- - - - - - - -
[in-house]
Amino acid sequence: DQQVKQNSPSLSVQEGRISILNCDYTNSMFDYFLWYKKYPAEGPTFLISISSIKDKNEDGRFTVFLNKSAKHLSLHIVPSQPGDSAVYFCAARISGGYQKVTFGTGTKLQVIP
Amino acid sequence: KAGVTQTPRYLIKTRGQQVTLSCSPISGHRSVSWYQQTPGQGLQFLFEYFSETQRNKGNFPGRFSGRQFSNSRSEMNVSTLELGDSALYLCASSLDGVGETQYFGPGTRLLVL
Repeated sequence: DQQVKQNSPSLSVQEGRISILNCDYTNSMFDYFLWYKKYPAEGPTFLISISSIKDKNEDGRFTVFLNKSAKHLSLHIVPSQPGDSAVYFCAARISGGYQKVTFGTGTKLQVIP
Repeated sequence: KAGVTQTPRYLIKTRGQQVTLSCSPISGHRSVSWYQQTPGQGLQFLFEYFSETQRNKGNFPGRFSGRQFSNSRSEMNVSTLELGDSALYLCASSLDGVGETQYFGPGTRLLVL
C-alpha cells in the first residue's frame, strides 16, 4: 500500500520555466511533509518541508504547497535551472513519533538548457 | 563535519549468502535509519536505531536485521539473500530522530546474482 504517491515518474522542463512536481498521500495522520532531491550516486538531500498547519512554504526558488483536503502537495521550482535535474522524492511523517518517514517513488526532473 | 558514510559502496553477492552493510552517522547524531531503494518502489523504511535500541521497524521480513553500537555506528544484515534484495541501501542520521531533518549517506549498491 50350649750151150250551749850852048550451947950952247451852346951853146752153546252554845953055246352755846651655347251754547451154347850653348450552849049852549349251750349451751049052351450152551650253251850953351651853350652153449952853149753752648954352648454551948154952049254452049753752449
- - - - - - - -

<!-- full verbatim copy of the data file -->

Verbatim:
[in-house]
Amino acid sequence: DQQVKQNSPSLSVQEGRISILNCDYTNSMFDYFLWYKKYPAEGPTFLISISSIKDKNEDGRFTVFLNKSAKHLSLHIVPSQPGDSAVYFCAARISGGYQKVTFGTGTKLQVIP
Amino acid sequence: KAGVTQTPRYLIKTRGQQVTLSCSPISGHRSVSWYQQTPGQGLQFLFEYFSETQRNKGNFPGRFSGRQFSNSRSEMNVSTLELGDSALYLCASSLDGVGETQYFGPGTRLLVL
Repeated sequence: DQQVKQNSPSLSVQEGRISILNCDYTNSMFDYFLWYKKYPAEGPTFLISISSIKDKNEDGRFTVFLNKSAKHLSLHIVPSQPGDSAVYFCAARISGGYQKVTFGTGTKLQVIP
Repeated sequence: KAGVTQTPRYLIKTRGQQVTLSCSPISGHRSVSWYQQTPGQGLQFLFEYFSETQRNKGNFPGRFSGRQFSNSRSEMNVSTLELGDSALYLCASSLDGVGETQYFGPGTRLLVL
C-alpha cells in the first residue's frame, strides 16, 4: 500500500520555466511533509518541508504547497535551472513519533538548457 | 563535519549468502535509519536505531536485521539473500530522530546474482 504517491515518474522542463512536481498521500495522520532531491550516486538531500498547519512554504526558488483536503502537495521550482535535474522524492511523517518517514517513488526532473 | 558514510559502496553477492552493510552517522547524531531503494518502489523504511535500541521497524521480513553500537555506528544484515534484495541501501542520521531533518549517506549498491 50350649750151150250551749850852048550451947950952247451852346951853146752153546252554845953055246352755846651655347251754547451154347850653348450552849049852549349251750349451751049052351450152551650253251850953351651853350652153449952853149753752648954352648454551948154952049254452049753752449